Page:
A question posted on http://www.Linkedin.com inspired this article: “How much does it cost to shoot a video for our own website?”
Unfortunately, there is no simple answer to this question due to the many variables in any given video project. Without more specifics, we may speculate about other costs costs beyond the videographer such as equipment rental, lighting, locations (if permits are involved), and extra help such as gaffers or grips if it’s a particularly high-end project.
Here are some guidelines, assuming this is a relatively low budget production involving one camera in a location which you have full access at no cost to you:
- The key here is your plan, the better and more specific your plan the more cost effective your project will be – guaranteed! A well thought out plan can yield great advice from a seasoned videographer or set expectations from an inexperienced one.
- The best way to shop videographers is via referral, there is no better way! The second best option is to use a combination of demo reel search and phone interview. It is important to view demo reels and look for your projects potential in the reel as there is a good chance you’ll run across someone who specializes in a technique that could take your project into “the next level.”
- There is no “set price” for a shooter and even hiring the best doesn’t guarantee results. You may, in fact, be better off with an inexperienced “rising star” who will put every ounce of energy into getting you an amazing product because they need the work for their demo reel.
- Negotiate! Occasionally you can find a shooter who will cut you a deal if they need the work and more often than not you can negotiate a half day rate.
- If you’re shooting video, you’re going to need it edited… my suggestion is to get the best videographer possible. While you’ll probably have to pay the videographer by the day, you should be able to find an editor you can pay by the project. This will insure you have their attention until your project is completed to your standards.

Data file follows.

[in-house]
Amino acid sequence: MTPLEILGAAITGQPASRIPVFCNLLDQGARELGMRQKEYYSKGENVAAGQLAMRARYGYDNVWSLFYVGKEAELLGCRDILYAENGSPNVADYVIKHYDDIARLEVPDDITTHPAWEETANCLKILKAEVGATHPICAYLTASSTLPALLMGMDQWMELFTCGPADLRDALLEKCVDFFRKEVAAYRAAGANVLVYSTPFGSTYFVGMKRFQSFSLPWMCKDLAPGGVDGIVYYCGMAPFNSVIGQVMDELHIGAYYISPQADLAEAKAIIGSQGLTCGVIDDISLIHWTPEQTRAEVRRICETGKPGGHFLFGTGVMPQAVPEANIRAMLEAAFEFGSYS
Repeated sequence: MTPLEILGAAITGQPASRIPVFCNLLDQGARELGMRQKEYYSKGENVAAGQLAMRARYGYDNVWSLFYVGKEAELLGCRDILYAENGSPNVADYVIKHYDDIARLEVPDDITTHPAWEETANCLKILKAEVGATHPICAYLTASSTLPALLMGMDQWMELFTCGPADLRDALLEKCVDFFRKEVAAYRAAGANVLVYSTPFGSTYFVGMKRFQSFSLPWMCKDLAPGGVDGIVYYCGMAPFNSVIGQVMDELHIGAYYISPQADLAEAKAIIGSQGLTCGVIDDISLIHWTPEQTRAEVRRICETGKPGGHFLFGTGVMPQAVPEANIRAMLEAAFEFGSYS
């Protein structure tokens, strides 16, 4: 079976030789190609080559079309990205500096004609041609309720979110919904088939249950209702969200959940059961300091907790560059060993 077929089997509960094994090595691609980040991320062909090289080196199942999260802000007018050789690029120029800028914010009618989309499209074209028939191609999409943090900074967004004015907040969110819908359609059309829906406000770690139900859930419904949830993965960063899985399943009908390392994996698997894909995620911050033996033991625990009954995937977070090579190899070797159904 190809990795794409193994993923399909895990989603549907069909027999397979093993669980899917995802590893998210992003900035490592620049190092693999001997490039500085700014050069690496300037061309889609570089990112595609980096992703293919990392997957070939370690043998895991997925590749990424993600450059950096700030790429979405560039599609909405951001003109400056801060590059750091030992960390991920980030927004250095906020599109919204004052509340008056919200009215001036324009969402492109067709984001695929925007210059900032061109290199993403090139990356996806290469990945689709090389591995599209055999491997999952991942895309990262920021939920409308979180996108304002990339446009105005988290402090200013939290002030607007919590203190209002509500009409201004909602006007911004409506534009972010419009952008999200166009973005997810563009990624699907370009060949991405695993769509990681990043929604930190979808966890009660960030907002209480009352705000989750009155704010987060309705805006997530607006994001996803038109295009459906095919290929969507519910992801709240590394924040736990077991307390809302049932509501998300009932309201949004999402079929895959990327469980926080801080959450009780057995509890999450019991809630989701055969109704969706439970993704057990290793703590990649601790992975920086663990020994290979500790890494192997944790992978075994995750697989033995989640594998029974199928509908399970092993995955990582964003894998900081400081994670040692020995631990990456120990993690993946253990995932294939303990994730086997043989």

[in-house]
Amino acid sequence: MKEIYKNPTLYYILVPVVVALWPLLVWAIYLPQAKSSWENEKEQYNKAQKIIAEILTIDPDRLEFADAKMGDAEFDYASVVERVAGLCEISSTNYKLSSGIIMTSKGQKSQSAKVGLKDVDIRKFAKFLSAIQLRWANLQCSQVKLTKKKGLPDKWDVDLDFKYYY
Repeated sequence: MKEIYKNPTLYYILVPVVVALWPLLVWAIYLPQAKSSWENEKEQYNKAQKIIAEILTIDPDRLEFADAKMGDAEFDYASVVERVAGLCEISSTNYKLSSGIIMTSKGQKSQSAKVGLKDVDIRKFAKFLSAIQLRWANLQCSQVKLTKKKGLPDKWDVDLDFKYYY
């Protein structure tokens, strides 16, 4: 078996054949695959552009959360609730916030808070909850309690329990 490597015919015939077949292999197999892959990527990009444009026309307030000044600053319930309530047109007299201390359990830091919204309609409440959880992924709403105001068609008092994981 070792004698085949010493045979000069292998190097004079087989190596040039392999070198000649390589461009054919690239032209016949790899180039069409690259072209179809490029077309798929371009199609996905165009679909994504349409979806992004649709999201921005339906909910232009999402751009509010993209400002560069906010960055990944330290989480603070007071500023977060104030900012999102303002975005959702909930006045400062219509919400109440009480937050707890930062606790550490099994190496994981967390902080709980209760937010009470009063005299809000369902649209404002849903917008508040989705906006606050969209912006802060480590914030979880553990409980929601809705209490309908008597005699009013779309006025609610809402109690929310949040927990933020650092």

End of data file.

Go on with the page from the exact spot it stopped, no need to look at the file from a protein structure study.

- I always recommend using an experienced videographer, but that doesn’t mean they have to use their equipment (which they will charge you for by the day). You could save big money on equipment, especially over a couple of days, for example, web projects do not require high end video cameras and an experienced videographer could get you great looking video, which could literally save you a couple of hundred bucks per day!
- My final advice: overshoot, overshoot, overshoot! Consider future projects you where you may use the video you’re shooting and shoot extra elements now. You’ll be surprised at how much better future project will look and how difficult it will be to recreate elements found in your original video, no matter how good your team, lighting is unbelievably difficult to match.
This article was not meant to be an all inclusive answer, but advice and tips on getting you started. It is a part of series intended to help small business owners improve their marketing efforts utilizing the web, social marketing and other online tools. My portfolio is available at www.RABpromo.com, and I will gladly recommend videographers or producers in your area if I know of any. I am available for consulting, producing and multimedia project management.